They parted fondly at the shiny door. “I said, ‘No doubt at some point we will bump into each other again,’ ” Farage said. It was Wigmore, who likes to collect pictures of famous people, who took the photograph of the pair; Farage posted it. “Within about ten minutes we had Chinese news agencies we had never heard of asking to use it,” a UKIP spokesman said. The image caused chaos in London. For British conservatives, the “special relationship” has felt frayed for some time. Both May, as Home Secretary, and Johnson, as the mayor of London, criticized Trump during the campaign and have since been falling over themselves to make amends. In the collapsing currency of politics at the end of 2016, Farage’s access to Bannon and Trump is gold. “Crikey,” he wondered, as he took the elevator down to the street. “What is everyone going to think?”
Farage Tower is a set of barely furnished offices in an old townhouse, above a realtor’s named Tuckerman’s, at 40 Great Smith Street, not far from the Houses of Parliament. There is no name above the bell or sign to advertise his presence. At around eleven o’clock last Thursday morning, a camera crew from Greek television was making its way out. Farage was wearing a gray suit. He opened the window to let in some air. He hadn’t had much sleep in the past two days. On November 22nd, he was in Strasbourg when his phone rang at 3 A.M. It was Kassam. Trump had just tweeted, “Many people would like to see @Nigel_Farage represent Great Britain as their Ambassador to the United States. He would do a great job!” The idea should have been a non-starter—British governments appoint their own ambassadors, and the current office-holder, Sir Kim Darroch, has only held the post since January—but Johnson, who is now Foreign Secretary, was forced to spell out that there was no vacancy for the position.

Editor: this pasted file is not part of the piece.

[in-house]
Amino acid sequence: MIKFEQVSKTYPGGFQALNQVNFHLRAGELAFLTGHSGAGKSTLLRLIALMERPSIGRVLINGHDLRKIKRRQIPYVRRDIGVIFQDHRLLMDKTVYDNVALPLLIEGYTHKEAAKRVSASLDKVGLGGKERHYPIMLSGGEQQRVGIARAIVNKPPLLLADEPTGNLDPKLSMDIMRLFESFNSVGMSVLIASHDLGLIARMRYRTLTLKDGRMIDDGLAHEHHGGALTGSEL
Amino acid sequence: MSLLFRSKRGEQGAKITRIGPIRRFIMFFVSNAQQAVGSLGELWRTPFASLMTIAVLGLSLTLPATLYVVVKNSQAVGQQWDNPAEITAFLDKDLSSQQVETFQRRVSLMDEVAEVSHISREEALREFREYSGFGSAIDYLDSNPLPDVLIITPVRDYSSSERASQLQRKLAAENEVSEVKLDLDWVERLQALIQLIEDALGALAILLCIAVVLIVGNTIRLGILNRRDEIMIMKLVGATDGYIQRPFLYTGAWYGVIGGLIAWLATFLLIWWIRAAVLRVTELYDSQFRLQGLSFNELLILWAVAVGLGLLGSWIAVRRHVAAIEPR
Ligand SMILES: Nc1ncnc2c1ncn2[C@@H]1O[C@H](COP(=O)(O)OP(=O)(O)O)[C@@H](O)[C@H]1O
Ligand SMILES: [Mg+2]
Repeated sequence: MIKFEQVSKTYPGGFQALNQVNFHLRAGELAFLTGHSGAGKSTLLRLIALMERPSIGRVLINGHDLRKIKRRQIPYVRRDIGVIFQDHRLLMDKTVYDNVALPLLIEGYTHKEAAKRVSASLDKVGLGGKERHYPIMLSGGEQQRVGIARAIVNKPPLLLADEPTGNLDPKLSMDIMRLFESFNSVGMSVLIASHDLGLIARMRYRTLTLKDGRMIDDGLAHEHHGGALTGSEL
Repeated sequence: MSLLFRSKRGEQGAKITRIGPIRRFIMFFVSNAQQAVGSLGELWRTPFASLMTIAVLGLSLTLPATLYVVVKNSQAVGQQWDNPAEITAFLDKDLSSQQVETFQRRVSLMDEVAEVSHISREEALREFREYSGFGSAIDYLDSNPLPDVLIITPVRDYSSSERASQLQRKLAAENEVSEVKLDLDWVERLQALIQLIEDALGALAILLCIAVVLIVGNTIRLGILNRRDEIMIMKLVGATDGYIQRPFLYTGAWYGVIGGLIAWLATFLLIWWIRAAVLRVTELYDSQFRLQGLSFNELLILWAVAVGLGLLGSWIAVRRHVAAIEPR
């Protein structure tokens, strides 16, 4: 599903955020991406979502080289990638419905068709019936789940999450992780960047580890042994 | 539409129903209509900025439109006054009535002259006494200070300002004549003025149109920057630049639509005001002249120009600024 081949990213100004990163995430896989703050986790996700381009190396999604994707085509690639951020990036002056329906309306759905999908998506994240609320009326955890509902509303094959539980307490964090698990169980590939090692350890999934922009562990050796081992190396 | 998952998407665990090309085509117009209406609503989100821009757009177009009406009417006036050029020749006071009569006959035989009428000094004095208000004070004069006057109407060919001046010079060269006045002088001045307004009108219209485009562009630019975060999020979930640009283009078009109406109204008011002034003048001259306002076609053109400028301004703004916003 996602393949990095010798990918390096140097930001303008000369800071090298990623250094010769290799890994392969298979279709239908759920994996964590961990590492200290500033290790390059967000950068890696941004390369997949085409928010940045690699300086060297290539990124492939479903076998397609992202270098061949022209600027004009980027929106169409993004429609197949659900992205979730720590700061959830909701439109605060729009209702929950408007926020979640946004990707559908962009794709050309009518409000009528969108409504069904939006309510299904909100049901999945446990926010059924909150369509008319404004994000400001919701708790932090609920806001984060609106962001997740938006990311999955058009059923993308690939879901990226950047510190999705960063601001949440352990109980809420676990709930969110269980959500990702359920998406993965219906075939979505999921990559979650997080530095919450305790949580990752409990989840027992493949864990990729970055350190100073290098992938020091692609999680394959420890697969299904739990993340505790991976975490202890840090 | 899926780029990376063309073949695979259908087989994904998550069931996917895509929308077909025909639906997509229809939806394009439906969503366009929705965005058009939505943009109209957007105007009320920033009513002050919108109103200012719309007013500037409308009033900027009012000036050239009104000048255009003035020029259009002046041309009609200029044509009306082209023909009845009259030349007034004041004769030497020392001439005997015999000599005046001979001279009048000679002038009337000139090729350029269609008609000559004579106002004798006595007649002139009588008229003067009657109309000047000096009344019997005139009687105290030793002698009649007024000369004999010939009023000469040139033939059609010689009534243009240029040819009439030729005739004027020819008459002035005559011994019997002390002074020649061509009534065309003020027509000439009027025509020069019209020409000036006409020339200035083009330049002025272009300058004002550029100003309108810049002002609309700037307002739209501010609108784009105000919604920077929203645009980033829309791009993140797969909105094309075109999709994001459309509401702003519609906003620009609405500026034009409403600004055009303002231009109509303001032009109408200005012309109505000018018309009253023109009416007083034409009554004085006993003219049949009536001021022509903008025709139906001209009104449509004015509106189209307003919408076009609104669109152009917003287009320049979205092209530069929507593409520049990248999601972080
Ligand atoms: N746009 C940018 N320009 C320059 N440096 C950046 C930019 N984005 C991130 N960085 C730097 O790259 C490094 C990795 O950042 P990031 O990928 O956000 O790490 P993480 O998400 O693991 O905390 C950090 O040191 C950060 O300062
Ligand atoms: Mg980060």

Farage was gleeful at all the trouble coming out of Trump Tower. “Everything’s changed,” he told me. “My entire political career, I have been told all the way through, ‘No, No, No. That is not how you do it. You’re breaking all the rules.’ It is pretty clear from that tweet that is how Trump is going to do things. He is going to do them his way.” Farage’s cell phone rang. It was Banks. The previous night, he and the billionaire twins David and Frederick Barclay, who own the Daily Telegraph, had thrown a party for Farage at the Ritz Hotel to celebrate Brexit. With Trump’s tweet in mind, he had been presented with a stacked tray of Ferrero Rocher chocolates—a reference to a famous British TV ad from the nineteen-nineties called “The Ambassador’s Reception.” Farage had stayed out late, and ended up in Zafferano, a bar in Belgravia. “It was a proper drink,” he told Banks.
Then Wigmore walked in, a dapper, busy figure in a waxed rain jacket. “Hello, chaps,” he said. Farage said we had been talking about him. “Oh, what have I done?” Wiggy said, putting down a plastic bag. At the party, Wigmore had bought some original cartoons of Farage from Christian Adams, a cartoonist at the Telegraph. He pulled them out of a large brown envelope. One showed Farage grinning terribly and clutching a packet of “American Embassy” cigarettes. “Fucking awesome,” Wigmore said. Farage chuckled. “I’m like Picasso,” he said. “When I am dead, I’m going to be worth a fortune.”
The party at the Ritz had taken place a few hours after the Autumn Statement, an annual update on Britain’s finances in the House of Commons. Although May is committed to carrying out Brexit, the independent Office of Budget Responsibility had revealed that the nation is likely to lose 2.4 percentage points of G.D.P. growth by 2021 as a result, and will need to borrow an extra fifty-nine billion pounds in that time. The government has put on hold its plan, pursued since 2010, to eliminate the fiscal deficit.
The government has extended its austerity program to 2021. Farage scoffed at the figures. “The same negative analysis,” he said. “It is absolute nonsense.” During the summer, Farage promised to give May’s government time and space to tackle the monumental task of extricating Britain from the E.U., but he has started to agitate from the sidelines again. “I am beginning to think the wrong people are in charge,” he said. Farage resigned as UKIP leader after the referendum, but was forced to return as interim leader in October. He formally gave up the office this week, but he told me it wouldn’t make much of a difference to what he was able to achieve now. “There are no norms. They have gone,” Farage said. “I love it.”